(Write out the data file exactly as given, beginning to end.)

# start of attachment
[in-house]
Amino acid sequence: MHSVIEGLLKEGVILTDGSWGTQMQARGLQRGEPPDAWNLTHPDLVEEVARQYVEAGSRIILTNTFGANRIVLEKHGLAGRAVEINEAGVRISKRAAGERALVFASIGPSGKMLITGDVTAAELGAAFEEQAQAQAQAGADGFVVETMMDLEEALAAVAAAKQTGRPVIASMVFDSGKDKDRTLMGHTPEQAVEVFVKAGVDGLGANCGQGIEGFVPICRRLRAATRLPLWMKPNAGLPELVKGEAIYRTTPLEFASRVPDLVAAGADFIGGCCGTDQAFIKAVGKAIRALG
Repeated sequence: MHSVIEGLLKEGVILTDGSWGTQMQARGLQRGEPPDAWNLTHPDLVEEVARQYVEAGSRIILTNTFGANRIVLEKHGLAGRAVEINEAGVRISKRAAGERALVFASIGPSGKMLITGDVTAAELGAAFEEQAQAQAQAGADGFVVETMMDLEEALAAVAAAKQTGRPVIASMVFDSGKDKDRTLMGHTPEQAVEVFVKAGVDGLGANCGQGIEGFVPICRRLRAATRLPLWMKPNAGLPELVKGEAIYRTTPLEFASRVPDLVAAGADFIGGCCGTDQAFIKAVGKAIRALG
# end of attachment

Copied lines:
[in-house]
Amino acid sequence: MHSVIEGLLKEGVILTDGSWGTQMQARGLQRGEPPDAWNLTHPDLVEEVARQYVEAGSRIILTNTFGANRIVLEKHGLAGRAVEINEAGVRISKRAAGERALVFASIGPSGKMLITGDVTAAELGAAFEEQAQAQAQAGADGFVVETMMDLEEALAAVAAAKQTGRPVIASMVFDSGKDKDRTLMGHTPEQAVEVFVKAGVDGLGANCGQGIEGFVPICRRLRAATRLPLWMKPNAGLPELVKGEAIYRTTPLEFASRVPDLVAAGADFIGGCCGTDQAFIKAVGKAIRALG
Repeated sequence: MHSVIEGLLKEGVILTDGSWGTQMQARGLQRGEPPDAWNLTHPDLVEEVARQYVEAGSRIILTNTFGANRIVLEKHGLAGRAVEINEAGVRISKRAAGERALVFASIGPSGKMLITGDVTAAELGAAFEEQAQAQAQAGADGFVVETMMDLEEALAAVAAAKQTGRPVIASMVFDSGKDKDRTLMGHTPEQAVEVFVKAGVDGLGANCGQGIEGFVPICRRLRAATRLPLWMKPNAGLPELVKGEAIYRTTPLEFASRVPDLVAAGADFIGGCCGTDQAFIKAVGKAIRALG